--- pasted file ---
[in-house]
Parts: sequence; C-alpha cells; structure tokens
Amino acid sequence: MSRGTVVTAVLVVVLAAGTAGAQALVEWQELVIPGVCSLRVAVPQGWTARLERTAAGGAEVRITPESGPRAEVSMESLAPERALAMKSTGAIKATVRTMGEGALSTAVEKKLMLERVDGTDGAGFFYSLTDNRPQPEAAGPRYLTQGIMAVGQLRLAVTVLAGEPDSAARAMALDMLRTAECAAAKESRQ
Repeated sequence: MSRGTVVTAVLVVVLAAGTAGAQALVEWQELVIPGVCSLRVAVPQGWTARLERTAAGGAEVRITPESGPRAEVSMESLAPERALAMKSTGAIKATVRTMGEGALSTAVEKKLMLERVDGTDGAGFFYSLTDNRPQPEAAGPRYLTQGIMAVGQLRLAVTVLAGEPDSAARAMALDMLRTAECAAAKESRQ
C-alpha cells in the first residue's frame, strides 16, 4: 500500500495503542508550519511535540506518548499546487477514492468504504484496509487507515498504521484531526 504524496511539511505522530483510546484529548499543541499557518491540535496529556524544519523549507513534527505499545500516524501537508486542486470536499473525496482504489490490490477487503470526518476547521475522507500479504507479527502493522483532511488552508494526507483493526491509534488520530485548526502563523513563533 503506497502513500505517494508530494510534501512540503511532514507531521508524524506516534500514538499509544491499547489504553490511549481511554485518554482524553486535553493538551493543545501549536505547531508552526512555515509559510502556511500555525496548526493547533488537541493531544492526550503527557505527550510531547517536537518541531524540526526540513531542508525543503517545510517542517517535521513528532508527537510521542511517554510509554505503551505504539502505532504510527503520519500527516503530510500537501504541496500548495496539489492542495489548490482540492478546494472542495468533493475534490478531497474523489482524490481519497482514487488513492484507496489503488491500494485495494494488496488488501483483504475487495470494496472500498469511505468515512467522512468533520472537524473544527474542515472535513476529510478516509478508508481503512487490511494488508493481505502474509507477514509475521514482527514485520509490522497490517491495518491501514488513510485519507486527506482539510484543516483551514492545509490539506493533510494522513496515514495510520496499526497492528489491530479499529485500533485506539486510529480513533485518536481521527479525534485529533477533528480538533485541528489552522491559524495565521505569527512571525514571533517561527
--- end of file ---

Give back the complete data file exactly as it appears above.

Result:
[in-house]
Parts: sequence; C-alpha cells; structure tokens
Amino acid sequence: MSRGTVVTAVLVVVLAAGTAGAQALVEWQELVIPGVCSLRVAVPQGWTARLERTAAGGAEVRITPESGPRAEVSMESLAPERALAMKSTGAIKATVRTMGEGALSTAVEKKLMLERVDGTDGAGFFYSLTDNRPQPEAAGPRYLTQGIMAVGQLRLAVTVLAGEPDSAARAMALDMLRTAECAAAKESRQ
Repeated sequence: MSRGTVVTAVLVVVLAAGTAGAQALVEWQELVIPGVCSLRVAVPQGWTARLERTAAGGAEVRITPESGPRAEVSMESLAPERALAMKSTGAIKATVRTMGEGALSTAVEKKLMLERVDGTDGAGFFYSLTDNRPQPEAAGPRYLTQGIMAVGQLRLAVTVLAGEPDSAARAMALDMLRTAECAAAKESRQ
C-alpha cells in the first residue's frame, strides 16, 4: 500500500495503542508550519511535540506518548499546487477514492468504504484496509487507515498504521484531526 504524496511539511505522530483510546484529548499543541499557518491540535496529556524544519523549507513534527505499545500516524501537508486542486470536499473525496482504489490490490477487503470526518476547521475522507500479504507479527502493522483532511488552508494526507483493526491509534488520530485548526502563523513563533 503506497502513500505517494508530494510534501512540503511532514507531521508524524506516534500514538499509544491499547489504553490511549481511554485518554482524553486535553493538551493543545501549536505547531508552526512555515509559510502556511500555525496548526493547533488537541493531544492526550503527557505527550510531547517536537518541531524540526526540513531542508525543503517545510517542517517535521513528532508527537510521542511517554510509554505503551505504539502505532504510527503520519500527516503530510500537501504541496500548495496539489492542495489548490482540492478546494472542495468533493475534490478531497474523489482524490481519497482514487488513492484507496489503488491500494485495494494488496488488501483483504475487495470494496472500498469511505468515512467522512468533520472537524473544527474542515472535513476529510478516509478508508481503512487490511494488508493481505502474509507477514509475521514482527514485520509490522497490517491495518491501514488513510485519507486527506482539510484543516483551514492545509490539506493533510494522513496515514495510520496499526497492528489491530479499529485500533485506539486510529480513533485518536481521527479525534485529533477533528480538533485541528489552522491559524495565521505569527512571525514571533517561527